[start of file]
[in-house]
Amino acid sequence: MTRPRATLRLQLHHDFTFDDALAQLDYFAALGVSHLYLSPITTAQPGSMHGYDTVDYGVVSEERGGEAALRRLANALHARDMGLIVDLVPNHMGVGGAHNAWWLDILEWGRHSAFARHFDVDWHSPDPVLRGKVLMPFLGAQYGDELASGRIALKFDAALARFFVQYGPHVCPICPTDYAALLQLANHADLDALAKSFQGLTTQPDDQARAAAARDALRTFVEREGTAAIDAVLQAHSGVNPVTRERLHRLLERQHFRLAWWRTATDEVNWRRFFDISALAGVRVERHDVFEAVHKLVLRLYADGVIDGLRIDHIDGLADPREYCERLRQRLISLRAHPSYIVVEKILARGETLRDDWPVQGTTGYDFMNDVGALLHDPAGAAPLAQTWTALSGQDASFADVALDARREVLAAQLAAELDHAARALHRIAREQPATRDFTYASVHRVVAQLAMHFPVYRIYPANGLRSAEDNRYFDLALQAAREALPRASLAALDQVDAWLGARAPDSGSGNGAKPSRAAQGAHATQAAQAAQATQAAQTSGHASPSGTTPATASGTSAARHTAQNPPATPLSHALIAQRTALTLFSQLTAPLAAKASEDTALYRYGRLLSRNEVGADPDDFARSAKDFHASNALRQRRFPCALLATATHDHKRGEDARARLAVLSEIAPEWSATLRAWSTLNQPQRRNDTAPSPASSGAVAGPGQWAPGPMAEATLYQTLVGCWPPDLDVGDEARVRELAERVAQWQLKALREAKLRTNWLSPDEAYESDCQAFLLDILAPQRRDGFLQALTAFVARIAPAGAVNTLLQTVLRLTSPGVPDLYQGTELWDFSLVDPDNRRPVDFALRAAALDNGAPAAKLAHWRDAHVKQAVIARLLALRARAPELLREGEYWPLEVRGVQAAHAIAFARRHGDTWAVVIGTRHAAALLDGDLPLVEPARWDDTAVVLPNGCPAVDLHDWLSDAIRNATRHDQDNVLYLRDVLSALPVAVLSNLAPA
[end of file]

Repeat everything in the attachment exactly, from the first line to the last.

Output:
[in-house]
Amino acid sequence: MTRPRATLRLQLHHDFTFDDALAQLDYFAALGVSHLYLSPITTAQPGSMHGYDTVDYGVVSEERGGEAALRRLANALHARDMGLIVDLVPNHMGVGGAHNAWWLDILEWGRHSAFARHFDVDWHSPDPVLRGKVLMPFLGAQYGDELASGRIALKFDAALARFFVQYGPHVCPICPTDYAALLQLANHADLDALAKSFQGLTTQPDDQARAAAARDALRTFVEREGTAAIDAVLQAHSGVNPVTRERLHRLLERQHFRLAWWRTATDEVNWRRFFDISALAGVRVERHDVFEAVHKLVLRLYADGVIDGLRIDHIDGLADPREYCERLRQRLISLRAHPSYIVVEKILARGETLRDDWPVQGTTGYDFMNDVGALLHDPAGAAPLAQTWTALSGQDASFADVALDARREVLAAQLAAELDHAARALHRIAREQPATRDFTYASVHRVVAQLAMHFPVYRIYPANGLRSAEDNRYFDLALQAAREALPRASLAALDQVDAWLGARAPDSGSGNGAKPSRAAQGAHATQAAQAAQATQAAQTSGHASPSGTTPATASGTSAARHTAQNPPATPLSHALIAQRTALTLFSQLTAPLAAKASEDTALYRYGRLLSRNEVGADPDDFARSAKDFHASNALRQRRFPCALLATATHDHKRGEDARARLAVLSEIAPEWSATLRAWSTLNQPQRRNDTAPSPASSGAVAGPGQWAPGPMAEATLYQTLVGCWPPDLDVGDEARVRELAERVAQWQLKALREAKLRTNWLSPDEAYESDCQAFLLDILAPQRRDGFLQALTAFVARIAPAGAVNTLLQTVLRLTSPGVPDLYQGTELWDFSLVDPDNRRPVDFALRAAALDNGAPAAKLAHWRDAHVKQAVIARLLALRARAPELLREGEYWPLEVRGVQAAHAIAFARRHGDTWAVVIGTRHAAALLDGDLPLVEPARWDDTAVVLPNGCPAVDLHDWLSDAIRNATRHDQDNVLYLRDVLSALPVAVLSNLAPA